The Laser Institute of America (LIA) will present U.S. Secretary of Energy Steven Chu with the 2010 Arthur L. Schawlow Award at the 29th International Congress on Applications of Lasers and Electro-Optics (ICALEO®) in Anaheim, Calif.

Chu, co-winner of the 1997 Nobel Prize in physics for development of methods to cool and trap atoms with laser light, will receive the honor during a luncheon Sept. 29 and speak during the event. Laser pioneer Schawlow nominated Chu for the Nobel while the two were colleagues at Stanford University. Chu will receive a silver medal, a special citation and a cash prize, and become a fellow and lifetime member of LIA.

Chu, 62, was appointed as energy secretary Dec. 15, 2008, while director of the Department of Energy’s Lawrence Berkeley National Lab and professor of physics and molecular and cell biology at the University of California, Berkeley. “Steven has blazed new trails as a scientist, teacher and administrator, and has recently led the Berkeley National Laboratory in pursuit of new alternative and renewable energies,” said President Barack Obama.

Born in St. Louis, Missouri, in 1948, he and his family settled in Garden City, N.Y., in 1950. Chu went on to receive his Ph.D. from Berkeley in 1976 and joined Bell Labs in 1978. It was at Bell, in Holmdel, N.J., that he and his coworkers perfected his Nobel-winning technique for cooling atoms with six lasers, creating “optical molasses” where the beams intersected. He went on to Stanford University in 1987, serving as a professor and chair of the physics department before returning to Berkeley to run the national lab in 2004.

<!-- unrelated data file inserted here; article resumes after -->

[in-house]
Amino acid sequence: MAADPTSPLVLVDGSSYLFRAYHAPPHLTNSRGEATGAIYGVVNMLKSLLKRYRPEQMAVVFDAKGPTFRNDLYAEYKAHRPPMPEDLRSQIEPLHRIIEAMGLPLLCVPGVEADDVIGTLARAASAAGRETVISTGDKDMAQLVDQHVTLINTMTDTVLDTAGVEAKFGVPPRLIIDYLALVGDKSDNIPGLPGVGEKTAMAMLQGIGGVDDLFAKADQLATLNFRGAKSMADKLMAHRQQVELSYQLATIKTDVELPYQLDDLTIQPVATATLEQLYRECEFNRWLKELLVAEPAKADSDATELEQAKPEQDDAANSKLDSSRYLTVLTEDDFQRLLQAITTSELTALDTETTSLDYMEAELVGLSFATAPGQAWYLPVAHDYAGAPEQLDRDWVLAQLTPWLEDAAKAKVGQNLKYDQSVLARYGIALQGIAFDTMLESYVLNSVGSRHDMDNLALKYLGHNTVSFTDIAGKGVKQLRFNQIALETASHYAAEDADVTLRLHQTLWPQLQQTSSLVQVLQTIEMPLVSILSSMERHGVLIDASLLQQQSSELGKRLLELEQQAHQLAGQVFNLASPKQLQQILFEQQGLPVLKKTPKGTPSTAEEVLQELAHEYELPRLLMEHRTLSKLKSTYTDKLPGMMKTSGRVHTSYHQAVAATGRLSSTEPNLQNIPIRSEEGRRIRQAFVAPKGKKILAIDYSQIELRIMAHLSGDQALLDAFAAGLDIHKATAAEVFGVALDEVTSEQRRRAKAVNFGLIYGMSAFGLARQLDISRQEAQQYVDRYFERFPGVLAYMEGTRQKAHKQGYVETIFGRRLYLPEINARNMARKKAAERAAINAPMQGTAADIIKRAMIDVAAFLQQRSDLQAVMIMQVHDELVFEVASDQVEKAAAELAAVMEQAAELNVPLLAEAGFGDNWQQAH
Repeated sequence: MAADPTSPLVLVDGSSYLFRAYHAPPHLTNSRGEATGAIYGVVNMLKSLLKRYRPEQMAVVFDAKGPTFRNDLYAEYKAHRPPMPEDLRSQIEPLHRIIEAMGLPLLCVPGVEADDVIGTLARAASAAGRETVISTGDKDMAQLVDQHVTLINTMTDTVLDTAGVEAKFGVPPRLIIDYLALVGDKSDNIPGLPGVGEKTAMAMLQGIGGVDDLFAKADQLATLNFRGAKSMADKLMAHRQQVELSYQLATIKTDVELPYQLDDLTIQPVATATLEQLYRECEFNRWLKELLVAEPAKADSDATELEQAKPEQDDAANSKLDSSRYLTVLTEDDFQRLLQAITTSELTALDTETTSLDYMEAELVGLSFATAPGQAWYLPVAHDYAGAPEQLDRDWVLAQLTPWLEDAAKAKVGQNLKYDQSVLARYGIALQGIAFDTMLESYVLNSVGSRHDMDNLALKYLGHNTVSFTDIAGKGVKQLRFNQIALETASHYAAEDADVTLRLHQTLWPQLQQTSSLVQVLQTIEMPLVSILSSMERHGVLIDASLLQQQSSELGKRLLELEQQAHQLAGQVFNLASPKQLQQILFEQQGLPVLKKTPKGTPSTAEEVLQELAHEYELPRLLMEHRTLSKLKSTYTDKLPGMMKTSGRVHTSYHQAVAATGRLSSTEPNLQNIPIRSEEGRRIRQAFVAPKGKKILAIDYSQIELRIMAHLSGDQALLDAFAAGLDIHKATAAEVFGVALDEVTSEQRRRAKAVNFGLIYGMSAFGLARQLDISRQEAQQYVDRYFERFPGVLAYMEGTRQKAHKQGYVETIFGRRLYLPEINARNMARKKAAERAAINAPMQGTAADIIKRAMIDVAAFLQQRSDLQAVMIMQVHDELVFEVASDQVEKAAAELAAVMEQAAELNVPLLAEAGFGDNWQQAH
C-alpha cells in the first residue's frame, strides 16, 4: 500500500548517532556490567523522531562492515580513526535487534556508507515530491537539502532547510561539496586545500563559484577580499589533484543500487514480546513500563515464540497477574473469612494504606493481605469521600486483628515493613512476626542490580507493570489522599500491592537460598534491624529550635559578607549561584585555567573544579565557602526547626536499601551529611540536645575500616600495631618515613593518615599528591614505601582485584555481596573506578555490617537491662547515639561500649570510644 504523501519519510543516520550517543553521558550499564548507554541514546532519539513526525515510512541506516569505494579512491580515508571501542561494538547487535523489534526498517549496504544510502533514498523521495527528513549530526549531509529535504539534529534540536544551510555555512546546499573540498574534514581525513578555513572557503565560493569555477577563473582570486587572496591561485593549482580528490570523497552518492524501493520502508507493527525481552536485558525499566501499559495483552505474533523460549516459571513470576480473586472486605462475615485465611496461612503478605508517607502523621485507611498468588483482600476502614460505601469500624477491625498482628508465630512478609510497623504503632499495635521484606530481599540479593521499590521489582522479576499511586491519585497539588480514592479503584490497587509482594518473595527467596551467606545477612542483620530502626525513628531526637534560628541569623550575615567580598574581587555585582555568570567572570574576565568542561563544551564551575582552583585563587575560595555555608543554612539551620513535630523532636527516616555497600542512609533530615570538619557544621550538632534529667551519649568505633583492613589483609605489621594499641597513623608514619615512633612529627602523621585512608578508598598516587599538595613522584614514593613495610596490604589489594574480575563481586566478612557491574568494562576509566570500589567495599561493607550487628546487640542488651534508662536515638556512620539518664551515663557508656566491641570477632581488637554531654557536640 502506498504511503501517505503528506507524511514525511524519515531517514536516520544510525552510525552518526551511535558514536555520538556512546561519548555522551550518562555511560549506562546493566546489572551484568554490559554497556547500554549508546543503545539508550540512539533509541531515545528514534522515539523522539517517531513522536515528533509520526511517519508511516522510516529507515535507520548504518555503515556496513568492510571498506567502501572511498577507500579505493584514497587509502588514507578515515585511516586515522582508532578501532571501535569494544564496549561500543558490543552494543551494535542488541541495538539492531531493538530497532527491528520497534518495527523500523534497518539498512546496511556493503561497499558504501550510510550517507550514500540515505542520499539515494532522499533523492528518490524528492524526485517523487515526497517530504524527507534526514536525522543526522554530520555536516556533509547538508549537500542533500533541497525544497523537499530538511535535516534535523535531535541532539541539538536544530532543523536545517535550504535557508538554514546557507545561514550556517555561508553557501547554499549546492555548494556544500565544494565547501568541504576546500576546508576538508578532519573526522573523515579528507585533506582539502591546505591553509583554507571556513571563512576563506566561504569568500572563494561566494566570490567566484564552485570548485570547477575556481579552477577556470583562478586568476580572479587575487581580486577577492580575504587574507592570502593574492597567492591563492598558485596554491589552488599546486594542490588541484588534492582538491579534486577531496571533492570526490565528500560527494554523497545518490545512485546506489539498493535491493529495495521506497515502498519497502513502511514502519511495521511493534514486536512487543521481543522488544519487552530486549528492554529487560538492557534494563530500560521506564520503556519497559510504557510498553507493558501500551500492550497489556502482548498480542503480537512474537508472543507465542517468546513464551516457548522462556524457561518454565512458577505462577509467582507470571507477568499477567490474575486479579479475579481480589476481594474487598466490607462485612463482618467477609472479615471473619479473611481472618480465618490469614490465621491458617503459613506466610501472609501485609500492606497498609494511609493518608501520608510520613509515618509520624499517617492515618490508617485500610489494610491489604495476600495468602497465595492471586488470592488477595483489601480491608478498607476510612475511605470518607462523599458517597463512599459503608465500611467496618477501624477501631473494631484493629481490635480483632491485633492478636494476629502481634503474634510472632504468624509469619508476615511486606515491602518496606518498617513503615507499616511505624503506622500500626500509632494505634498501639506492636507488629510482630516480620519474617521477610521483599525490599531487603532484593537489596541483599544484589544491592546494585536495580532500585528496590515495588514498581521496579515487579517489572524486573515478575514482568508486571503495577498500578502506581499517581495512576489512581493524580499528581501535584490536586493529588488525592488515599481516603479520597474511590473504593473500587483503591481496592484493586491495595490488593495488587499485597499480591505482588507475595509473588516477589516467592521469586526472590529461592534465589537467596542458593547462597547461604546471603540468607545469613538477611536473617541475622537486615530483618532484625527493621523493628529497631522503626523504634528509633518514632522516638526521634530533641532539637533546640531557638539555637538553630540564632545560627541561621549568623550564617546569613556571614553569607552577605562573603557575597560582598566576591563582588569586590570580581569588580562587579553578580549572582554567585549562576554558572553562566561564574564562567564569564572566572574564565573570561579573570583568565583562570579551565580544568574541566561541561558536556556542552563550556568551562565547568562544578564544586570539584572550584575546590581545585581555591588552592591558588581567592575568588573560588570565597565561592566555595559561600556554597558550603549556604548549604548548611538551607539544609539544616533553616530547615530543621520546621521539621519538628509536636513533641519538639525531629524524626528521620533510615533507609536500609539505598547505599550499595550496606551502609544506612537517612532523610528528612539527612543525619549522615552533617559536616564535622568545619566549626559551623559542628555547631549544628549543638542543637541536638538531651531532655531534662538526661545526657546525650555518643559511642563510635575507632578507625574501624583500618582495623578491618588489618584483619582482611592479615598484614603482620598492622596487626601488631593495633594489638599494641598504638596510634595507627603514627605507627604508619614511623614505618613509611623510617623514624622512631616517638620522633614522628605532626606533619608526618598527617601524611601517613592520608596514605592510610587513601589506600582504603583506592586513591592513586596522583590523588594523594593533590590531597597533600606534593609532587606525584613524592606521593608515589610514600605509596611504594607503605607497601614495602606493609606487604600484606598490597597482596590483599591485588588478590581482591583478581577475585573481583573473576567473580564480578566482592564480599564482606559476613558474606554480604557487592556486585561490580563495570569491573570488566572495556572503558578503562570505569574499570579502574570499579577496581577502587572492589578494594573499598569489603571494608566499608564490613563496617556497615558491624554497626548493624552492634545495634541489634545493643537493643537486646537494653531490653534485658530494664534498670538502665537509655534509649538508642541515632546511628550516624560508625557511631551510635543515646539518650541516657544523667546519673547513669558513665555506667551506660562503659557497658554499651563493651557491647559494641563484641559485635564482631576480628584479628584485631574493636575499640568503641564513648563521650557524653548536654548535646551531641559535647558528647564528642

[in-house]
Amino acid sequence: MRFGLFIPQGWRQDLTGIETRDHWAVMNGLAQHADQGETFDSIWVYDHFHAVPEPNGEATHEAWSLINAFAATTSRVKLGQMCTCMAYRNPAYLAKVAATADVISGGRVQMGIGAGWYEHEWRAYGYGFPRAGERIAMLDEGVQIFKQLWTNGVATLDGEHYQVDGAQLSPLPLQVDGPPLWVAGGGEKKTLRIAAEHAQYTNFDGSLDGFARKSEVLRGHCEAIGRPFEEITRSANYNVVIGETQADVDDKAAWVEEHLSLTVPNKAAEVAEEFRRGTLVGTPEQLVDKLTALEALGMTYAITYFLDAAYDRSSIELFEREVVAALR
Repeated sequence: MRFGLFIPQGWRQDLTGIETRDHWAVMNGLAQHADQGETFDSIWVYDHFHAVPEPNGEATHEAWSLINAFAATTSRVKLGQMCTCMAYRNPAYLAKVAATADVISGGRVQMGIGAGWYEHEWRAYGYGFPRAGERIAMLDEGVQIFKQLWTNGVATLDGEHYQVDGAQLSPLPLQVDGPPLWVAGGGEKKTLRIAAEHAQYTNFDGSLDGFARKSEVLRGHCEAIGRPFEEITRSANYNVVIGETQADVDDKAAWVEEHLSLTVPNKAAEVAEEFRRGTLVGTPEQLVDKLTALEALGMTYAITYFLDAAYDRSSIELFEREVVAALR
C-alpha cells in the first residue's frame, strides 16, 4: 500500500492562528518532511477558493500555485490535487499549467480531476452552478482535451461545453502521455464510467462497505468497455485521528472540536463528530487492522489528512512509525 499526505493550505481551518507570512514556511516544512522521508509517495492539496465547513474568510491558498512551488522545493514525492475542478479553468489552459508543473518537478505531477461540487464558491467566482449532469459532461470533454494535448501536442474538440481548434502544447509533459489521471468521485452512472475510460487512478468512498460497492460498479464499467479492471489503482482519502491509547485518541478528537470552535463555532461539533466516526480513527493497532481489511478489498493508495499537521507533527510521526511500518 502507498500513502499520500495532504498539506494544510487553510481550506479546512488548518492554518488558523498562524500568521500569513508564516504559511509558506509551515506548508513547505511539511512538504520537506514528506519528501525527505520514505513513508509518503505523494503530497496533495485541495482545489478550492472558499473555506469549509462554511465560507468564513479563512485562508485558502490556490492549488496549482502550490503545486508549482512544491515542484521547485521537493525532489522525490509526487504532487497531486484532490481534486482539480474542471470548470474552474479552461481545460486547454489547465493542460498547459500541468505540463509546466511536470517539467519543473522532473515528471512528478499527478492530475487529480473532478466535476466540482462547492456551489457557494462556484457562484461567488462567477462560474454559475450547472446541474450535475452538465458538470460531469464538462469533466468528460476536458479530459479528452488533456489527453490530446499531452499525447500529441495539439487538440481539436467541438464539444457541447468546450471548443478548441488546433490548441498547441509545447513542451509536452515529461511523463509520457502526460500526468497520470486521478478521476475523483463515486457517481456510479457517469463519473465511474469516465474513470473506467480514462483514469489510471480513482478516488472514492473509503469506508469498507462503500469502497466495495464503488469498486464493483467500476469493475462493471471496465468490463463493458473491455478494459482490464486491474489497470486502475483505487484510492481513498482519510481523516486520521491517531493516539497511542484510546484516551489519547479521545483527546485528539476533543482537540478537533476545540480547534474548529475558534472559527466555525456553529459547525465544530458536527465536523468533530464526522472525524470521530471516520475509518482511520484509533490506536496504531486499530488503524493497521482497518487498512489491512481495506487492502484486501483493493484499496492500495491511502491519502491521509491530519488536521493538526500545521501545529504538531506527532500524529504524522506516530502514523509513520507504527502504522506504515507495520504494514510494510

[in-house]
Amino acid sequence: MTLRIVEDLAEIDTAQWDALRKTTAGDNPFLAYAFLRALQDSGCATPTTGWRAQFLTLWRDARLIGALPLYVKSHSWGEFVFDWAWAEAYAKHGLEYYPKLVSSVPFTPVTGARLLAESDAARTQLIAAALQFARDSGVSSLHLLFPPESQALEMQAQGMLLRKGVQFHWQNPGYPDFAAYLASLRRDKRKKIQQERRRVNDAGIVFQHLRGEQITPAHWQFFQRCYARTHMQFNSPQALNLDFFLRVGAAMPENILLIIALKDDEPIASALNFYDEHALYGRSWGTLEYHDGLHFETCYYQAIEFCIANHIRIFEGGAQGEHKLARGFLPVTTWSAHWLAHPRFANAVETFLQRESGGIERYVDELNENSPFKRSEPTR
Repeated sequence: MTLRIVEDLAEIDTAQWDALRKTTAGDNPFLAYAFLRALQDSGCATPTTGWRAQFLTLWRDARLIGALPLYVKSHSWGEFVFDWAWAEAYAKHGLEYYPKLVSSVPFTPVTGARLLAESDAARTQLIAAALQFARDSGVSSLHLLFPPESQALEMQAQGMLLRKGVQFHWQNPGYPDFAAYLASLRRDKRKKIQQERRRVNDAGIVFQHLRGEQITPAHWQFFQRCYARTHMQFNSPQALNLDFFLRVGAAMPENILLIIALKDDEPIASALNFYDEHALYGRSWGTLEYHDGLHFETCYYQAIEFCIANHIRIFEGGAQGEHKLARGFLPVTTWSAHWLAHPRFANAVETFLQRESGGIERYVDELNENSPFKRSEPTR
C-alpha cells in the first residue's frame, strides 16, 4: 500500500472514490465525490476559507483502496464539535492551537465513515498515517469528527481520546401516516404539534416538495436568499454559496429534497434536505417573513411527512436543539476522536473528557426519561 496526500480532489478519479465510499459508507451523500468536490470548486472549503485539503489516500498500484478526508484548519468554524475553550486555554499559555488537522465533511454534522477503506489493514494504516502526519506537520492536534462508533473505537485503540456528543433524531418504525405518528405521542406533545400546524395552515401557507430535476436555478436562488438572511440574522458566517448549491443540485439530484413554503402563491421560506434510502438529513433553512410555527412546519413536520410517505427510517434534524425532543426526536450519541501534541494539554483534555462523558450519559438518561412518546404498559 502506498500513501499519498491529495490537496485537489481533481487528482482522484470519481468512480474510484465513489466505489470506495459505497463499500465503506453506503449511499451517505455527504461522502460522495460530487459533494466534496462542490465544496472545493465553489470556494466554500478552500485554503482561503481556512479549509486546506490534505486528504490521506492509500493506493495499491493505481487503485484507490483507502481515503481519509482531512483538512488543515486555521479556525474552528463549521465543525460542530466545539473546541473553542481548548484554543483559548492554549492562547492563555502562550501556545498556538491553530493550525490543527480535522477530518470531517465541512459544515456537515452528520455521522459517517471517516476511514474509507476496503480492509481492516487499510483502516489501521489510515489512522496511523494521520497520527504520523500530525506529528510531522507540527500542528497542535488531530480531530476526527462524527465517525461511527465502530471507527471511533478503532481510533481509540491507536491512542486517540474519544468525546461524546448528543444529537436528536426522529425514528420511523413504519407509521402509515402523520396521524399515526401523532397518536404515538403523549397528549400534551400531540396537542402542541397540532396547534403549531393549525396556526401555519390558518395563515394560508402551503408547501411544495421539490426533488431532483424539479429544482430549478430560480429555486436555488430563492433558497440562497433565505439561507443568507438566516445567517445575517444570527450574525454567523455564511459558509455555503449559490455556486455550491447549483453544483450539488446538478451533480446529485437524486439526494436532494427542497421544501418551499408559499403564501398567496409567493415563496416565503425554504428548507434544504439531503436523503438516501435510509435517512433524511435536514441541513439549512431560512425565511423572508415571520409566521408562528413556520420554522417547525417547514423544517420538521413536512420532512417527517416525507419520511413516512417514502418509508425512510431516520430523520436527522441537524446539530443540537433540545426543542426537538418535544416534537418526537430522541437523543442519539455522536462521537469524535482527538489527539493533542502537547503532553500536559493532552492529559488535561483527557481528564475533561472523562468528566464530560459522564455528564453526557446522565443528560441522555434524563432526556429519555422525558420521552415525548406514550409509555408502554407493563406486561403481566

The “green”-minded Chu — who reveled in shunning cars in favor of bicycles to get to work before his current role demanded full-time security — has touted a global “glucose economy” in which glucose from tropically grown plants would be distributed worldwide, gradually replacing oil. “From here on in, every day has to be Earth Day,” he told The New York Times last year.

This historic event for LIA will help provide sponsors and exhibitors from all over the world with an abundance of networking opportunities and a chance to maximize company awareness to over 200 companies and organizations from more than 20 countries. Sponsorship and Vendor Program packages are still available — contact Dave Evans at LIA for more details, 1.800.34.LASER.

LIA, the trusted and respected advocate of cutting-edge applications of laser technology since 1968, first presented the award in 1982 to Schawlow, who won the Nobel Prize in physics in 1981. The honor recognizes individuals who have made distinguished contributions to applications of lasers in science, industry or education.

ICALEO, which will run Sept. 26-30, is viewed as the premier source of technical information about laser materials processing.